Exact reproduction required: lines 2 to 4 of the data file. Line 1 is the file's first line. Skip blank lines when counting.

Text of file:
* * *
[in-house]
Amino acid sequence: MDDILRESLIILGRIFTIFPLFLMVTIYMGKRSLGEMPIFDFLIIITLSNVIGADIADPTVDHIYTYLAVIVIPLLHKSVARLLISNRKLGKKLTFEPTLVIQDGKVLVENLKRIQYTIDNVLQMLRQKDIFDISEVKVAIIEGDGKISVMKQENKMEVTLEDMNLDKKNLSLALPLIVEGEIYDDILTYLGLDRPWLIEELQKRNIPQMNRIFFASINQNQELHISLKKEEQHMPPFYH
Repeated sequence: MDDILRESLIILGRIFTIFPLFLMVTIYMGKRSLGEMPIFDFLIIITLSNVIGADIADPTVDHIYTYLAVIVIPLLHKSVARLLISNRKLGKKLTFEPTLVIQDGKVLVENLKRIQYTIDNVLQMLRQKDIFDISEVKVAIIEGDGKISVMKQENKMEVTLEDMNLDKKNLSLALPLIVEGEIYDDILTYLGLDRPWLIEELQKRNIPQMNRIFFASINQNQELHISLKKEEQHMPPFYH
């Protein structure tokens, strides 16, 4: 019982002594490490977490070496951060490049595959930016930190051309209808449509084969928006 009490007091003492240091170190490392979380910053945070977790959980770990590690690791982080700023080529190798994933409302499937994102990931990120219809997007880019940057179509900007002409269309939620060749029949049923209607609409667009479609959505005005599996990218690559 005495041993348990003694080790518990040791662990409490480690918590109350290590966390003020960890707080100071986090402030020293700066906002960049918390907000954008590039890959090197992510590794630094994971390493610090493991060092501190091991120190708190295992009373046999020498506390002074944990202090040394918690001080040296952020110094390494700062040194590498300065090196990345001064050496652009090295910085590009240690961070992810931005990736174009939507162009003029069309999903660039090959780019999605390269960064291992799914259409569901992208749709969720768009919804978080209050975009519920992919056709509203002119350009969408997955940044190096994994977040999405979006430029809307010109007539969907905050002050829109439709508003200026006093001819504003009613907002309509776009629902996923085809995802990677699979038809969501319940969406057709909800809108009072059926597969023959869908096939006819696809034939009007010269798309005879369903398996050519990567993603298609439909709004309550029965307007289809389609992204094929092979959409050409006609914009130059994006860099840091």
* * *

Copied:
Amino acid sequence: MDDILRESLIILGRIFTIFPLFLMVTIYMGKRSLGEMPIFDFLIIITLSNVIGADIADPTVDHIYTYLAVIVIPLLHKSVARLLISNRKLGKKLTFEPTLVIQDGKVLVENLKRIQYTIDNVLQMLRQKDIFDISEVKVAIIEGDGKISVMKQENKMEVTLEDMNLDKKNLSLALPLIVEGEIYDDILTYLGLDRPWLIEELQKRNIPQMNRIFFASINQNQELHISLKKEEQHMPPFYH
Repeated sequence: MDDILRESLIILGRIFTIFPLFLMVTIYMGKRSLGEMPIFDFLIIITLSNVIGADIADPTVDHIYTYLAVIVIPLLHKSVARLLISNRKLGKKLTFEPTLVIQDGKVLVENLKRIQYTIDNVLQMLRQKDIFDISEVKVAIIEGDGKISVMKQENKMEVTLEDMNLDKKNLSLALPLIVEGEIYDDILTYLGLDRPWLIEELQKRNIPQMNRIFFASINQNQELHISLKKEEQHMPPFYH
């Protein structure tokens, strides 16, 4: 019982002594490490977490070496951060490049595959930016930190051309209808449509084969928006 009490007091003492240091170190490392979380910053945070977790959980770990590690690791982080700023080529190798994933409302499937994102990931990120219809997007880019940057179509900007002409269309939620060749029949049923209607609409667009479609959505005005599996990218690559 005495041993348990003694080790518990040791662990409490480690918590109350290590966390003020960890707080100071986090402030020293700066906002960049918390907000954008590039890959090197992510590794630094994971390493610090493991060092501190091991120190708190295992009373046999020498506390002074944990202090040394918690001080040296952020110094390494700062040194590498300065090196990345001064050496652009090295910085590009240690961070992810931005990736174009939507162009003029069309999903660039090959780019999605390269960064291992799914259409569901992208749709969720768009919804978080209050975009519920992919056709509203002119350009969408997955940044190096994994977040999405979006430029809307010109007539969907905050002050829109439709508003200026006093001819504003009613907002309509776009629902996923085809995802990677699979038809969501319940969406057709909800809108009072059926597969023959869908096939006819696809034939009007010269798309005879369903398996050519990567993603298609439909709004309550029965307007289809389609992204094929092979959409050409006609914009130059994006860099840091």